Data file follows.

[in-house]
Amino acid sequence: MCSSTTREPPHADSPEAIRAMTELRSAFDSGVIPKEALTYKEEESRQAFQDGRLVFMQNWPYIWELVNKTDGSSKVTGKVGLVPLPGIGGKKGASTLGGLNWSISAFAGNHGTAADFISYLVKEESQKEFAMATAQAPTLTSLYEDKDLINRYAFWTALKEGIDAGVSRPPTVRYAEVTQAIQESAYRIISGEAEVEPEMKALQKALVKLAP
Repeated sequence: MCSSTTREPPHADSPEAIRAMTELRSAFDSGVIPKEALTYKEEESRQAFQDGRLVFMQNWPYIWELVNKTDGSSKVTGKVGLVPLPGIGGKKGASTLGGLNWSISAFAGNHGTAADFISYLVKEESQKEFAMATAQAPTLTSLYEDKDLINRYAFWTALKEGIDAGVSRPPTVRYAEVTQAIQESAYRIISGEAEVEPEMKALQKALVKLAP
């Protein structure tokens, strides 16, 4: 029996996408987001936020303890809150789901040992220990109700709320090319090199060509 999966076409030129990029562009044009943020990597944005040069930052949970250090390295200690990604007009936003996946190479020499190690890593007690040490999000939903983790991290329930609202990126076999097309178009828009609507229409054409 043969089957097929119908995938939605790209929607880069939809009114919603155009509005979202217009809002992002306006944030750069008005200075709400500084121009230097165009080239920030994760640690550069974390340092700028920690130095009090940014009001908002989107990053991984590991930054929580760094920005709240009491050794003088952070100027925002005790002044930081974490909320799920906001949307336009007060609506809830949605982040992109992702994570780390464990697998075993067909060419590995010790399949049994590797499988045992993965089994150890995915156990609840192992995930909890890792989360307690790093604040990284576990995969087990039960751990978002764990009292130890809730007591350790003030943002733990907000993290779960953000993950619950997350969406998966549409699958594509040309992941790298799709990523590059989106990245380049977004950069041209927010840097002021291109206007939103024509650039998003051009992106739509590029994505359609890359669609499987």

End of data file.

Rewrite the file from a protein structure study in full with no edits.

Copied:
[in-house]
Amino acid sequence: MCSSTTREPPHADSPEAIRAMTELRSAFDSGVIPKEALTYKEEESRQAFQDGRLVFMQNWPYIWELVNKTDGSSKVTGKVGLVPLPGIGGKKGASTLGGLNWSISAFAGNHGTAADFISYLVKEESQKEFAMATAQAPTLTSLYEDKDLINRYAFWTALKEGIDAGVSRPPTVRYAEVTQAIQESAYRIISGEAEVEPEMKALQKALVKLAP
Repeated sequence: MCSSTTREPPHADSPEAIRAMTELRSAFDSGVIPKEALTYKEEESRQAFQDGRLVFMQNWPYIWELVNKTDGSSKVTGKVGLVPLPGIGGKKGASTLGGLNWSISAFAGNHGTAADFISYLVKEESQKEFAMATAQAPTLTSLYEDKDLINRYAFWTALKEGIDAGVSRPPTVRYAEVTQAIQESAYRIISGEAEVEPEMKALQKALVKLAP
């Protein structure tokens, strides 16, 4: 029996996408987001936020303890809150789901040992220990109700709320090319090199060509 999966076409030129990029562009044009943020990597944005040069930052949970250090390295200690990604007009936003996946190479020499190690890593007690040490999000939903983790991290329930609202990126076999097309178009828009609507229409054409 043969089957097929119908995938939605790209929607880069939809009114919603155009509005979202217009809002992002306006944030750069008005200075709400500084121009230097165009080239920030994760640690550069974390340092700028920690130095009090940014009001908002989107990053991984590991930054929580760094920005709240009491050794003088952070100027925002005790002044930081974490909320799920906001949307336009007060609506809830949605982040992109992702994570780390464990697998075993067909060419590995010790399949049994590797499988045992993965089994150890995915156990609840192992995930909890890792989360307690790093604040990284576990995969087990039960751990978002764990009292130890809730007591350790003030943002733990907000993290779960953000993950619950997350969406998966549409699958594509040309992941790298799709990523590059989106990245380049977004950069041209927010840097002021291109206007939103024509650039998003051009992106739509590029994505359609890359669609499987």